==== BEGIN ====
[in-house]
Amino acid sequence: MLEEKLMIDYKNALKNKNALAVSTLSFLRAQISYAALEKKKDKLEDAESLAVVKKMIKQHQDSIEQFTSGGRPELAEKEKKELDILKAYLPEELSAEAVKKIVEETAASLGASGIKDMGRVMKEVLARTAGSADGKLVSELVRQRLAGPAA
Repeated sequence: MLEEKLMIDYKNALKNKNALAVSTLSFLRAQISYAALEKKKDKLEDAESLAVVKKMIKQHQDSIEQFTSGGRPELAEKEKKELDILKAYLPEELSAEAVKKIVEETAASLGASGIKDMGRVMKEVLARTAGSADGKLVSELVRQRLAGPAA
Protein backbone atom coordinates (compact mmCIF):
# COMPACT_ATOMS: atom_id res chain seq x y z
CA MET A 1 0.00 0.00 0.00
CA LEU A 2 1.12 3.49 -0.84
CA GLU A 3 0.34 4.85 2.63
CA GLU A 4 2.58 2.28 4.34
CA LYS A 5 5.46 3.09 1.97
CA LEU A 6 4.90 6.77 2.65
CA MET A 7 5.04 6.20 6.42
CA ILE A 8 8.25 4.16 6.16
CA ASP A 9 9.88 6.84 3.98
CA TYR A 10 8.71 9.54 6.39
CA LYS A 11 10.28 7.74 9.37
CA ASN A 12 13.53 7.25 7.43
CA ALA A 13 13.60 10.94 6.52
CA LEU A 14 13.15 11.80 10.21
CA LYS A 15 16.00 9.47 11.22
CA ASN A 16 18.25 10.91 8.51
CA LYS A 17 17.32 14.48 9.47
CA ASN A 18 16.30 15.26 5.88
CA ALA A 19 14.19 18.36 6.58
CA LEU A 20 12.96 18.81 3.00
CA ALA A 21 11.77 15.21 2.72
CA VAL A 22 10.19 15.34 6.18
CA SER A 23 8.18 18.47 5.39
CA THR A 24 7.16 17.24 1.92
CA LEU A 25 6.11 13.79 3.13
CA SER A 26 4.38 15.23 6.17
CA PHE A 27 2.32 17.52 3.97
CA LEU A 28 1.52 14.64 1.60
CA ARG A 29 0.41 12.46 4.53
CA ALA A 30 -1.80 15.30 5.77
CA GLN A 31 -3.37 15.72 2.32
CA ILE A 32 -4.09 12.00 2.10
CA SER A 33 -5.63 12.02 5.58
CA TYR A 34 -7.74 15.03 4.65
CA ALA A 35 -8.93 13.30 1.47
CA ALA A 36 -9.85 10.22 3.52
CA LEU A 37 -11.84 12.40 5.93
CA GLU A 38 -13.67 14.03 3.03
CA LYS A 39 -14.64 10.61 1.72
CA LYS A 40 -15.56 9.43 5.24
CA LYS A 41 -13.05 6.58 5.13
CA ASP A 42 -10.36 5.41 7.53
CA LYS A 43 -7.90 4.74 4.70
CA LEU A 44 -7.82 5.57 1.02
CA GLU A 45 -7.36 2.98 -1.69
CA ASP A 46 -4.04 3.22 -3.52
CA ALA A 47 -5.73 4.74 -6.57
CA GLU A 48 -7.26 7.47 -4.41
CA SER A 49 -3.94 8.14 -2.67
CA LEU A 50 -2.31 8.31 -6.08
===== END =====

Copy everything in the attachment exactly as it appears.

[in-house]
Amino acid sequence: MLEEKLMIDYKNALKNKNALAVSTLSFLRAQISYAALEKKKDKLEDAESLAVVKKMIKQHQDSIEQFTSGGRPELAEKEKKELDILKAYLPEELSAEAVKKIVEETAASLGASGIKDMGRVMKEVLARTAGSADGKLVSELVRQRLAGPAA
Repeated sequence: MLEEKLMIDYKNALKNKNALAVSTLSFLRAQISYAALEKKKDKLEDAESLAVVKKMIKQHQDSIEQFTSGGRPELAEKEKKELDILKAYLPEELSAEAVKKIVEETAASLGASGIKDMGRVMKEVLARTAGSADGKLVSELVRQRLAGPAA
Protein backbone atom coordinates (compact mmCIF):
# COMPACT_ATOMS: atom_id res chain seq x y z
CA MET A 1 0.00 0.00 0.00
CA LEU A 2 1.12 3.49 -0.84
CA GLU A 3 0.34 4.85 2.63
CA GLU A 4 2.58 2.28 4.34
CA LYS A 5 5.46 3.09 1.97
CA LEU A 6 4.90 6.77 2.65
CA MET A 7 5.04 6.20 6.42
CA ILE A 8 8.25 4.16 6.16
CA ASP A 9 9.88 6.84 3.98
CA TYR A 10 8.71 9.54 6.39
CA LYS A 11 10.28 7.74 9.37
CA ASN A 12 13.53 7.25 7.43
CA ALA A 13 13.60 10.94 6.52
CA LEU A 14 13.15 11.80 10.21
CA LYS A 15 16.00 9.47 11.22
CA ASN A 16 18.25 10.91 8.51
CA LYS A 17 17.32 14.48 9.47
CA ASN A 18 16.30 15.26 5.88
CA ALA A 19 14.19 18.36 6.58
CA LEU A 20 12.96 18.81 3.00
CA ALA A 21 11.77 15.21 2.72
CA VAL A 22 10.19 15.34 6.18
CA SER A 23 8.18 18.47 5.39
CA THR A 24 7.16 17.24 1.92
CA LEU A 25 6.11 13.79 3.13
CA SER A 26 4.38 15.23 6.17
CA PHE A 27 2.32 17.52 3.97
CA LEU A 28 1.52 14.64 1.60
CA ARG A 29 0.41 12.46 4.53
CA ALA A 30 -1.80 15.30 5.77
CA GLN A 31 -3.37 15.72 2.32
CA ILE A 32 -4.09 12.00 2.10
CA SER A 33 -5.63 12.02 5.58
CA TYR A 34 -7.74 15.03 4.65
CA ALA A 35 -8.93 13.30 1.47
CA ALA A 36 -9.85 10.22 3.52
CA LEU A 37 -11.84 12.40 5.93
CA GLU A 38 -13.67 14.03 3.03
CA LYS A 39 -14.64 10.61 1.72
CA LYS A 40 -15.56 9.43 5.24
CA LYS A 41 -13.05 6.58 5.13
CA ASP A 42 -10.36 5.41 7.53
CA LYS A 43 -7.90 4.74 4.70
CA LEU A 44 -7.82 5.57 1.02
CA GLU A 45 -7.36 2.98 -1.69
CA ASP A 46 -4.04 3.22 -3.52
CA ALA A 47 -5.73 4.74 -6.57
CA GLU A 48 -7.26 7.47 -4.41
CA SER A 49 -3.94 8.14 -2.67
CA LEU A 50 -2.31 8.31 -6.08